Tap “OK” to continue.

Set your Night Hour, and then tap "OK."

Next, tap the plus (+) and minus (-) signs to set your quiet time. This disables sleep tracking during the time you set (for example, if you read news on your iPhone prior to your night hour). You can change this setting in one-hour increments up to 20 hours.

Tap “OK” to continue.

Set your quiet time, and then tap "OK."

Finally, if you use your iPhone in bed, touching or moving it indicates you’re awake. On the “Use iPhone?” screen, toggle-On “No” if you sleep with your iPhone and don’t want the app to use it to track sleep measurements.

Tap “OK” to complete the wizard.

Tap "OK" in the "Use iPhone?" screen to exit the Wizard.

When you open AutoSleep, the “Today” screen appears by default. The top card (“Sleep Session”) shows a bar graph that details the previous night’s sleep session. A red dotted line depicts your heart rate. Purple bars show deep sleep, light blue indicates still and light sleep, and green shows when you’re awake.

A "Sleep Session" bar graph in the AutoSleep app.

Tap this card to see additional reports about your sleep session, including sleep efficiency, your heart rate throughout the session, and environmental noise (on Series 4 and higher Apple Watches).

Outside the “Sleep Session” card, the “Today” screen offers additional information represented by sleep rings. You can compare your sleep session to your sleep bank, the latter of which is based on your target nightly sleep goal.

To modify this goal, tap “Settings” in the bottom-right corner, and then, in the “Configure” section, tap “Set Goals.” There are four settings you can alter: “Overall Sleep Goal,” “Quality,” “Nocturnal Dip,” and “Deep.”

Tap "Set Goals."

You can also set up notifications. Tap “Settings,” and then tap “Notifications.” You can change the time your daily notifications appear, force notifications to wait until you unlock your iPhone, or disable notifications altogether.

Tap "Notifications."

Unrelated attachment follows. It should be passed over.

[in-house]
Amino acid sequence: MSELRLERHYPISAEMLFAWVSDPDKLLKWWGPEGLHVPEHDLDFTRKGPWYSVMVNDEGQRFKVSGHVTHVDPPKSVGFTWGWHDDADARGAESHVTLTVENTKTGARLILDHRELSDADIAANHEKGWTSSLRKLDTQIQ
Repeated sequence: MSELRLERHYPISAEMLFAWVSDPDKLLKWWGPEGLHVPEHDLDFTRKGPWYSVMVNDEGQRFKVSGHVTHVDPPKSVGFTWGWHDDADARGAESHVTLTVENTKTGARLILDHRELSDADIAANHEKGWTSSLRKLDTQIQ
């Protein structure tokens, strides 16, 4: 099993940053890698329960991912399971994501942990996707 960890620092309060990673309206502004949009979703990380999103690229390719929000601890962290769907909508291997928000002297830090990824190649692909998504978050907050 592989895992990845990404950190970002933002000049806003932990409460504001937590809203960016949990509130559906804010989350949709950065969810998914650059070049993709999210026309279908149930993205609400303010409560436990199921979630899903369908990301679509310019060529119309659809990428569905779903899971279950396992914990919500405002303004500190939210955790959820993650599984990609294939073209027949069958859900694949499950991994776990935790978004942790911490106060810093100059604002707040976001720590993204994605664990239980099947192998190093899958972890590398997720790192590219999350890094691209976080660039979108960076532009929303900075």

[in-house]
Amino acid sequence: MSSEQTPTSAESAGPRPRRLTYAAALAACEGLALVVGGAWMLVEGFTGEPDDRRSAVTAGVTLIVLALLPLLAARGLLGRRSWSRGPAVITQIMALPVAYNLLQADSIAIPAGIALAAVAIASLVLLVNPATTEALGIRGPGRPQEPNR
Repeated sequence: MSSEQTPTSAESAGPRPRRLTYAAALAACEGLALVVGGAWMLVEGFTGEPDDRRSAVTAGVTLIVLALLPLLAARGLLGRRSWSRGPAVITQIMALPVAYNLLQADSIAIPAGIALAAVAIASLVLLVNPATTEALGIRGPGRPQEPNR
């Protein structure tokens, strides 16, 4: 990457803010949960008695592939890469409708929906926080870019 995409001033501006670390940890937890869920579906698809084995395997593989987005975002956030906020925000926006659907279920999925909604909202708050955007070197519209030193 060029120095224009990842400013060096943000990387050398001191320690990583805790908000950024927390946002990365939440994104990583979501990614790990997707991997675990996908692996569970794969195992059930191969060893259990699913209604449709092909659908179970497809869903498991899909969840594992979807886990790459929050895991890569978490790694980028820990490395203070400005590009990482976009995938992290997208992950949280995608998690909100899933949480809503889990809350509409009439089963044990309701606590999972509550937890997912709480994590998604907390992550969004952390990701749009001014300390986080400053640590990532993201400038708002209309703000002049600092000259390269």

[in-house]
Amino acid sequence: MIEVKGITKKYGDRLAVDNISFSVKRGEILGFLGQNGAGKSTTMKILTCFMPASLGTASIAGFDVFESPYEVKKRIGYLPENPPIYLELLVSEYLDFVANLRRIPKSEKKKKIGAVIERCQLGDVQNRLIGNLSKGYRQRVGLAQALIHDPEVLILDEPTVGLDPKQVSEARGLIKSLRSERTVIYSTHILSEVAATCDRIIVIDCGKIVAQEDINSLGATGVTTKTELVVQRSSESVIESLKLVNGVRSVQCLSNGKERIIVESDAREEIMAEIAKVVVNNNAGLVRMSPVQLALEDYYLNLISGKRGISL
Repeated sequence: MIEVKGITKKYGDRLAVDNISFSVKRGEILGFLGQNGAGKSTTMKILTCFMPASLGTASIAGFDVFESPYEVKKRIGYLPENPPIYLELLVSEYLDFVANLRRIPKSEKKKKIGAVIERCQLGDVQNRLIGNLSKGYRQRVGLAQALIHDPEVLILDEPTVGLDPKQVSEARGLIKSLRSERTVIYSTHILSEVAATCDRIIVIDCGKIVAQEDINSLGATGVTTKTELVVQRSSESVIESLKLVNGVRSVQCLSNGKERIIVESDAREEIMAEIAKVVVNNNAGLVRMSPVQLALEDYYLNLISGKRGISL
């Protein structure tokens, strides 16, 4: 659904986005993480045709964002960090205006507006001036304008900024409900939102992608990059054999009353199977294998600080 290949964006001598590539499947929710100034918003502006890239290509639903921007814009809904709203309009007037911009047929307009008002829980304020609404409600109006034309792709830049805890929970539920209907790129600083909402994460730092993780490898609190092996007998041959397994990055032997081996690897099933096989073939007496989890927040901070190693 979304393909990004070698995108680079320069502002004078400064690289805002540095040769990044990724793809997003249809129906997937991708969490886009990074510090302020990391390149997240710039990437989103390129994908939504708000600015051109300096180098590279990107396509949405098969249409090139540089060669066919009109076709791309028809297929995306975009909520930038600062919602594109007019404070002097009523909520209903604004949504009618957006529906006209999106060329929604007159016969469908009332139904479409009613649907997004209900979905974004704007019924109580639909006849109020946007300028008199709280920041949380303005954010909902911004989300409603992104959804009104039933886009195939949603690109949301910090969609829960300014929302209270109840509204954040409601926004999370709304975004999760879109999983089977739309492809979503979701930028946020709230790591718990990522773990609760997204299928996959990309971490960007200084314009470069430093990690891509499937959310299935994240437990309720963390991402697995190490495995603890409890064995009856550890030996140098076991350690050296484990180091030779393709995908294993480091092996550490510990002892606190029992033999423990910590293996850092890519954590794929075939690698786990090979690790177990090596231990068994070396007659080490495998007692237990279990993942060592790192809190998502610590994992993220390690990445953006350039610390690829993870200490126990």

The “Reminders” feature simply nags you about your bedtime. To set reminders, tap “Settings,” and then tap “Reminders.” You can set reminders for 10, 30, 60, 90, or 120 minutes.

Tap "Reminders."

Finally, you can adjust the app’s sleep/wake detection level. Tap “Settings” in the app, and then tap “Sleep/Wake Calibration.”

There are 10 sensitivity levels. Level 1 detects less sleep and more wake time, while Level 10 detects more sleep and less wake time. You can adjust the sensitivity over time, so the app accurately detects your sleep sessions.

Tap "Sleep/Wake Calibration."

If you want to see how long it takes you to fall asleep, AutoSleep includes a “Lights Off” feature. The Apple Watch app provides an on-device report about your previous night’s sleep session, including duration, quality, and readiness.

Use the Digital Crown to scroll down to the end of this report, and then tap “Lights Off.” Tap "Lights Off."

Tap “Lights Off” again on the following screen to begin.

The "Lights Off" option in the AutoSleep app on an Apple Watch.

Overall, AutoSleep provides loads of information about your sleep sessions. Tap “Clock” in the app’s toolbar at the bottom. Here, you can tap the plus (+) or minus (-) signs to teach the app how to detect your sleep and awake times.

Tap "Clock."

This opens a new screen with 12 calibrations, and the one that’s highlighted is currently in use.

The "Asleep" calibration under "Clock."

Scroll down, and you’ll find a tool to change your sleep day. This leads you back to the Wizard, where you already set your bedtime hour. Again, this stops at midnight, so there’s no way to set the correct time if you don’t hit the bed until 2 a.m.

The "Sleep Reporting" screen in the AutoSleep app.

Tap “History” if you want to see your sleep patterns over time. You’ll also see sleep ratings, day-to-day sleep quality, and more.

Tap "History."